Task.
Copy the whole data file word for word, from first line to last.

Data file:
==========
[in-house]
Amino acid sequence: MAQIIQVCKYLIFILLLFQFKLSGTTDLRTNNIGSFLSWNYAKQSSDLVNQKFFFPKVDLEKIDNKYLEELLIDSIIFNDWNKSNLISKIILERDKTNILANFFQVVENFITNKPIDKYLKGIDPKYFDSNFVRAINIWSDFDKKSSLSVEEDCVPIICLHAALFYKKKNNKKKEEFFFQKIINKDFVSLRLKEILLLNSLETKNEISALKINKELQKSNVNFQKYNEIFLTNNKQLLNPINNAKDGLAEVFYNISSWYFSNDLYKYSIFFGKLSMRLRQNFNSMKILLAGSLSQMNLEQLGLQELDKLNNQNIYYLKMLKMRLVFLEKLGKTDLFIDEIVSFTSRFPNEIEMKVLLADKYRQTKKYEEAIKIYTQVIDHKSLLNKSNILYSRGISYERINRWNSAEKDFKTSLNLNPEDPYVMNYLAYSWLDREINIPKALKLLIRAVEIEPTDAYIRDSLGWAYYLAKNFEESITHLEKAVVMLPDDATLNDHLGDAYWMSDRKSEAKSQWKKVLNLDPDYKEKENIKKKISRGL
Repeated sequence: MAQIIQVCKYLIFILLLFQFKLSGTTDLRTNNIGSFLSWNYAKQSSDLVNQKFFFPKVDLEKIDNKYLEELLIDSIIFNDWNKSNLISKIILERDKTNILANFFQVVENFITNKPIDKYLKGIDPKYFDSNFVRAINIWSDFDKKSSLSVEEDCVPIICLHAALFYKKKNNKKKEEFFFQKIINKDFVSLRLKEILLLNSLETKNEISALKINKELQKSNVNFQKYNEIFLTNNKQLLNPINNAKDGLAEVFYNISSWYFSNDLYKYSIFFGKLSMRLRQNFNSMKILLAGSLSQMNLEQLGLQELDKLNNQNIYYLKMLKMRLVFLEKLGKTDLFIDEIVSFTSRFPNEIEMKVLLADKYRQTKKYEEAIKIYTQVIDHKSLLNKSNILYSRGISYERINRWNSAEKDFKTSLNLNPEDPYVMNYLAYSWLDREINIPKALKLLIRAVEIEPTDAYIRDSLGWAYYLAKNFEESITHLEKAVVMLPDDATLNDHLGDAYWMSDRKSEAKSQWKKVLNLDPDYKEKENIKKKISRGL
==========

[in-house]
Amino acid sequence: MAQIIQVCKYLIFILLLFQFKLSGTTDLRTNNIGSFLSWNYAKQSSDLVNQKFFFPKVDLEKIDNKYLEELLIDSIIFNDWNKSNLISKIILERDKTNILANFFQVVENFITNKPIDKYLKGIDPKYFDSNFVRAINIWSDFDKKSSLSVEEDCVPIICLHAALFYKKKNNKKKEEFFFQKIINKDFVSLRLKEILLLNSLETKNEISALKINKELQKSNVNFQKYNEIFLTNNKQLLNPINNAKDGLAEVFYNISSWYFSNDLYKYSIFFGKLSMRLRQNFNSMKILLAGSLSQMNLEQLGLQELDKLNNQNIYYLKMLKMRLVFLEKLGKTDLFIDEIVSFTSRFPNEIEMKVLLADKYRQTKKYEEAIKIYTQVIDHKSLLNKSNILYSRGISYERINRWNSAEKDFKTSLNLNPEDPYVMNYLAYSWLDREINIPKALKLLIRAVEIEPTDAYIRDSLGWAYYLAKNFEESITHLEKAVVMLPDDATLNDHLGDAYWMSDRKSEAKSQWKKVLNLDPDYKEKENIKKKISRGL
Repeated sequence: MAQIIQVCKYLIFILLLFQFKLSGTTDLRTNNIGSFLSWNYAKQSSDLVNQKFFFPKVDLEKIDNKYLEELLIDSIIFNDWNKSNLISKIILERDKTNILANFFQVVENFITNKPIDKYLKGIDPKYFDSNFVRAINIWSDFDKKSSLSVEEDCVPIICLHAALFYKKKNNKKKEEFFFQKIINKDFVSLRLKEILLLNSLETKNEISALKINKELQKSNVNFQKYNEIFLTNNKQLLNPINNAKDGLAEVFYNISSWYFSNDLYKYSIFFGKLSMRLRQNFNSMKILLAGSLSQMNLEQLGLQELDKLNNQNIYYLKMLKMRLVFLEKLGKTDLFIDEIVSFTSRFPNEIEMKVLLADKYRQTKKYEEAIKIYTQVIDHKSLLNKSNILYSRGISYERINRWNSAEKDFKTSLNLNPEDPYVMNYLAYSWLDREINIPKALKLLIRAVEIEPTDAYIRDSLGWAYYLAKNFEESITHLEKAVVMLPDDATLNDHLGDAYWMSDRKSEAKSQWKKVLNLDPDYKEKENIKKKISRGL